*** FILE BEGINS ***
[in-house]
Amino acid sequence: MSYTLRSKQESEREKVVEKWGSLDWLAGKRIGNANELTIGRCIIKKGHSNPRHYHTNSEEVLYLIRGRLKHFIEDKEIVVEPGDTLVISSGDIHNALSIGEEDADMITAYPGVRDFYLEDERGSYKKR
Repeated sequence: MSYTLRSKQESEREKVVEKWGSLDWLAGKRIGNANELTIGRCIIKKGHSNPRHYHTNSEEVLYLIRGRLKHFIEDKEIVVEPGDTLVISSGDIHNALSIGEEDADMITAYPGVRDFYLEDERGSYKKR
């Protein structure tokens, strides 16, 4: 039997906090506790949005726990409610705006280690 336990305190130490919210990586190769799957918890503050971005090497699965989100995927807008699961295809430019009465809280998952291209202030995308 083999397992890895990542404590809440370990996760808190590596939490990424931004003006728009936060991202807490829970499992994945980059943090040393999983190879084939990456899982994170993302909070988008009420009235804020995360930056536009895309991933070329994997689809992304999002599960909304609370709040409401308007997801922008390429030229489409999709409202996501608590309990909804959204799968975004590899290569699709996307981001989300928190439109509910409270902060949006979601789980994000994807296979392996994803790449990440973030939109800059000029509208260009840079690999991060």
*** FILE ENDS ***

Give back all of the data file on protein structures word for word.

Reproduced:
[in-house]
Amino acid sequence: MSYTLRSKQESEREKVVEKWGSLDWLAGKRIGNANELTIGRCIIKKGHSNPRHYHTNSEEVLYLIRGRLKHFIEDKEIVVEPGDTLVISSGDIHNALSIGEEDADMITAYPGVRDFYLEDERGSYKKR
Repeated sequence: MSYTLRSKQESEREKVVEKWGSLDWLAGKRIGNANELTIGRCIIKKGHSNPRHYHTNSEEVLYLIRGRLKHFIEDKEIVVEPGDTLVISSGDIHNALSIGEEDADMITAYPGVRDFYLEDERGSYKKR
């Protein structure tokens, strides 16, 4: 039997906090506790949005726990409610705006280690 336990305190130490919210990586190769799957918890503050971005090497699965989100995927807008699961295809430019009465809280998952291209202030995308 083999397992890895990542404590809440370990996760808190590596939490990424931004003006728009936060991202807490829970499992994945980059943090040393999983190879084939990456899982994170993302909070988008009420009235804020995360930056536009895309991933070329994997689809992304999002599960909304609370709040409401308007997801922008390429030229489409999709409202996501608590309990909804959204799968975004590899290569699709996307981001989300928190439109509910409270902060949006979601789980994000994807296979392996994803790449990440973030939109800059000029509208260009840079690999991060």